HELP! My dog is stressed what should I do?

HELP! My dog is stressed what should I do?

Having a stressed do is unpleasant for the dog but also stressful for the owner!

If you have a stressed dog then you need to identify:

  • When the dog is stressed?
  • What are the causes (stressors / triggers)?
  • What is the solution?
  • Is the solution working?

When your dog is stressed?

You may believe your dog is feeling stressed but dogs cannot directly tell us so we need to look for outward signs e.g.:

  • Panting
  • Pacing
  • Trembling
  • Licking
  • Self-mutilation
  • Hyper-vigilance
  • Chewing
  • Eliminating
  • Vocalisation
  • Escape attempts
  • Hackles up
  • Aggression

Identify what is causing the stress; the stressors or triggers

The dog’s genetics, early socialisation and subsequent learning may have played a part in his current stress; however the only thing you have some control over is the dog’s current environment e.g.

  • The home of a newly rescued dog
  • The home of a newly adopted puppy
  • A strange place
  • Being alone somewhere
  • A vet
  • A groomer
  • A boarding kennel
  • Travelling in the car
  • Thunder or fireworks outside
  • Strange people
  • Strange dogs
  • A stressed-out owner

The solution

You are not going to focus on the outward signs of stress but instead look at why the dog is feeling stressed. You need to reduce the feeling of fear and anxiety which should result in less of the outward signs of stress. The accepted scientific solution is a gradual exposure to the stressor ideally whilst positive things happen. In technical terms this is known as systematic desensitisation and counter conditioning. This exposure needs to occur at a very low level that the dog can cope with without becoming stressed. The level of exposure can then be gradually increased over time therefore increasing the dog’s tolerance. In practical terms owners often will not have the skills or experience to put this in to practice and therefore should seek out a dog trainer with a sound understanding of dog behaviour.

Is the solution is working?

This is more difficult than it may sound since you cannot ask the dog if he is feeling better. It is therefore time to look again at the outward signs. Have they reduced and only occur in more extreme situations? Then yes, it is working! It is likely that work is still needed to increase the dog’s tolerance and decrease his stress further.

What about drugs, holistic remedies, DAP etc?

Medications for a stressed dog

Only a vet can prescribe drugs. You may however consider drugs which alter the brain chemistry of your dog to be a last resort.

Holistic remedies for a stressed dog

Many people believe in holistic remedies but this is not backed up with a body of scientific evidence. Such remedies may help if the owner believes in them; reducing the owner’s stress and consequently the dog’s!

DAP (Dog Appeasing Pheromone) for a stressed dog

DAP (Dog Appeasing Pheromone) products are a chemical copy of the pheromone that the mother secretes after giving birth to her puppies. This helps calm the puppy and strengthen attachment during this turbulent period of the puppy’s development.Numerous clinical trials have provided evidence that DAP can increase feelings of security. Many of the outward signs of stress are consequently reduced in puppies and adult dogs especially when DAP is used in conjunction with behaviour modification to reduce the feelings of stress.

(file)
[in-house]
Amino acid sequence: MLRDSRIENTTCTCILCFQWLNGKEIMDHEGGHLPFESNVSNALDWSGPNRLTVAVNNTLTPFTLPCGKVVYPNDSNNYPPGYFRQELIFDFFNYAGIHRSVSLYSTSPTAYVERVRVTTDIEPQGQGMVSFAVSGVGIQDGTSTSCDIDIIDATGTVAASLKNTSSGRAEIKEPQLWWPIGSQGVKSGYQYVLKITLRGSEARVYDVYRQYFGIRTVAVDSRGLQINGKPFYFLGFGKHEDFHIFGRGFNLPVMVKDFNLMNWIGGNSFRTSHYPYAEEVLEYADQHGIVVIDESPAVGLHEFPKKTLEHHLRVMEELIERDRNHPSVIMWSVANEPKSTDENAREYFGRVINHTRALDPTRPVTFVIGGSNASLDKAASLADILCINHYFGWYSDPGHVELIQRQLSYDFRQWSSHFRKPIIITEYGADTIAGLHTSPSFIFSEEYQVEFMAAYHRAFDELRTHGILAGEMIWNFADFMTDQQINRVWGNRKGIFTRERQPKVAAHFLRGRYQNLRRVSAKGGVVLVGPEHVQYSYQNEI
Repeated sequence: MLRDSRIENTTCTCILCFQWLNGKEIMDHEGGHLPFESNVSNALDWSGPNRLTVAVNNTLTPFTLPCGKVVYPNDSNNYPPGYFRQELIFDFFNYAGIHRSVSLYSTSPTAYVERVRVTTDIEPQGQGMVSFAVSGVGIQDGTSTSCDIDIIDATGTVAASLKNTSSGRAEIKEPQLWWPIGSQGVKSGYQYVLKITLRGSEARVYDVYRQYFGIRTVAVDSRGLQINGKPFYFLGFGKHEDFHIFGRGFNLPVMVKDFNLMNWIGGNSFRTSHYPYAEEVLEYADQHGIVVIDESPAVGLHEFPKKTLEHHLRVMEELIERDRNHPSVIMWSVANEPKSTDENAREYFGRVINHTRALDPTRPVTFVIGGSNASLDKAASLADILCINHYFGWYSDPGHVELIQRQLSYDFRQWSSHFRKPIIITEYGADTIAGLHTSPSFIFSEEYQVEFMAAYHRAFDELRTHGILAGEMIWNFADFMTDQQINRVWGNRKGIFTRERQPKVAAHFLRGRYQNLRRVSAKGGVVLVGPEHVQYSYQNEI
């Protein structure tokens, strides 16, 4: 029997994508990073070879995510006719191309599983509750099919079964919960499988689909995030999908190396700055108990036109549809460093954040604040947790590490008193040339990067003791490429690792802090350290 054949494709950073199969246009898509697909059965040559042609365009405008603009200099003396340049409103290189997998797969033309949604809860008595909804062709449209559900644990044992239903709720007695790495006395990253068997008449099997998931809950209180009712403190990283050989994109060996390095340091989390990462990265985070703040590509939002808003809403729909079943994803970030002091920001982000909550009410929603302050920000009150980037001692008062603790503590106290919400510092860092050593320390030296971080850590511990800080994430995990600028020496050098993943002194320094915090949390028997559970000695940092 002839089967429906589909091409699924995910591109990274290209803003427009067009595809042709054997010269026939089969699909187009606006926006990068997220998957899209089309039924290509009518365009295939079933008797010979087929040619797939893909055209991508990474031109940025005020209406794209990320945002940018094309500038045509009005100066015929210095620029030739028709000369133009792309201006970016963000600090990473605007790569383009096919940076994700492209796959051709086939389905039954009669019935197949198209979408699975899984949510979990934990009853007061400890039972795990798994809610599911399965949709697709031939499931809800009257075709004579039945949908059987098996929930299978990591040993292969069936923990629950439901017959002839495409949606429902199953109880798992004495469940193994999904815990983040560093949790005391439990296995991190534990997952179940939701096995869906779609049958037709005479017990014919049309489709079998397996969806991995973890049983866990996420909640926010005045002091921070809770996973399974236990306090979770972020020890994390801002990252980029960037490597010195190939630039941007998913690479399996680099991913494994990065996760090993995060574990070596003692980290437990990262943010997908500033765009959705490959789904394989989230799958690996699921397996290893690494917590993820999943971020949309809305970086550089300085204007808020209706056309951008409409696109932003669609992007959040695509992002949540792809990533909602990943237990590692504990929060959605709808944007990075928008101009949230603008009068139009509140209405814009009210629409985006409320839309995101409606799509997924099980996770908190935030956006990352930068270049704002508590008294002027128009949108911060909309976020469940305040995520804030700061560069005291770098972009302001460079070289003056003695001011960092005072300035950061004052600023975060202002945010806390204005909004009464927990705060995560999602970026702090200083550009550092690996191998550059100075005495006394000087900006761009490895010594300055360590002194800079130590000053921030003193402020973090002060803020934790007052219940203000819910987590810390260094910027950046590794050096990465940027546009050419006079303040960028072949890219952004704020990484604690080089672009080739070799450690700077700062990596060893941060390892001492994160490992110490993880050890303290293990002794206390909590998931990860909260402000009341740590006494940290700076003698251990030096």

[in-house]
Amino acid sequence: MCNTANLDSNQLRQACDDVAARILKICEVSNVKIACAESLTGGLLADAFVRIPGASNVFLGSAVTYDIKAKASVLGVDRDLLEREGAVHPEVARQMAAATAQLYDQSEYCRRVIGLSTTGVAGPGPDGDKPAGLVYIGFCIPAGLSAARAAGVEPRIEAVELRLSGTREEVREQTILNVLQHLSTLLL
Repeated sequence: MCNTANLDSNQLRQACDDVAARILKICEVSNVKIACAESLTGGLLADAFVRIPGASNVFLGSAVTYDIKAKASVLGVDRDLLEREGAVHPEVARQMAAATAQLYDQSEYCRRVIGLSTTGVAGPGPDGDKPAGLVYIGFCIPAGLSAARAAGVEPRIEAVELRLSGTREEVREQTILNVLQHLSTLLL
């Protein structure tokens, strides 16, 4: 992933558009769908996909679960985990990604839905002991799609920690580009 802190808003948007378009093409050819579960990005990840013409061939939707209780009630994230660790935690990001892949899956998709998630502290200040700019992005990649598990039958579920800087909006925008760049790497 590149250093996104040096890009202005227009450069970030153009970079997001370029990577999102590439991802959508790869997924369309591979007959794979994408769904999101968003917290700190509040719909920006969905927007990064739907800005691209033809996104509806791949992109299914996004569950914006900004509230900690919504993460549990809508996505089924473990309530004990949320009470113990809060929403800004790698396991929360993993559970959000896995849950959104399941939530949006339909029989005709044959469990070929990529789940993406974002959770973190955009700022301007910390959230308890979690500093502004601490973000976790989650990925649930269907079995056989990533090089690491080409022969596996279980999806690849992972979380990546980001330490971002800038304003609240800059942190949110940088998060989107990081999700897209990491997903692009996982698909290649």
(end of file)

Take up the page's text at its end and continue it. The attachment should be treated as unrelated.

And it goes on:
DAP products are available as a plug-in for a specific environment or as a collar which is especially useful when the dog is outside of his comfort zone.

Please contact us today for help to reduce your dog’s stress.

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Fireworks top tips

Dogs can find it hard to deal with the stress and anxiety of fireworks. Follow our simple top tips to help your dog cope.

How to help you dog cope with fireworks on the day

  • Take your dog out for a walk in the light before the fireworks start.
  • Don’t try to get him used to fireworks or over his fear of fireworks by walking him during the fireworks since this is likely to heighten his fear.
  • Don’t leave him alone whilst you go out to watch a firework display, he will find it harder to cope without you there.
  • Rescue centres fill up with lost dogs after firework night so be prepared for the worst, make sure his microchip details are up to date and he is wearing his ID tag.
  • Provide your dog with a safe den area in the living room.  This could be his create, covered by a blanket with the door open or a space under a table; covered to give him a feeling of security.
  • Get a DAP (Dog Appeasing Pheromone) plug-in to help your dog cope. They give out a scent that can be comforting to your dog but undetectable to people.
  • Dogs can have a heightened awareness of sight, sounds and smell during fireworks so try to mask these.  Keep all windows closed, curtains drawn and the TV or radio volume up.
  • Give your dog something to do to distract himself: a favourite toy, Nylabone, stag antler, Kong, or Kong Wobbler.
  • Don’t try to reassure your dog since if you are feeling anxious he will pick up on your anxiety.  Don’t ignore him either; let him stay close if he chooses to.  Model the behaviour you want by staying calm and ignoring the fireworks.

Prepare your dog for fireworks night

You should also actively work to desensitise your dog to fireworks if he has any problems. Please contact us for an appointment to start work on this in time for the New Years fireworks.

Mike Garner is a dog trainer and behaviourist at Rainbow Dogs in Brighton & Hove, Sussex.

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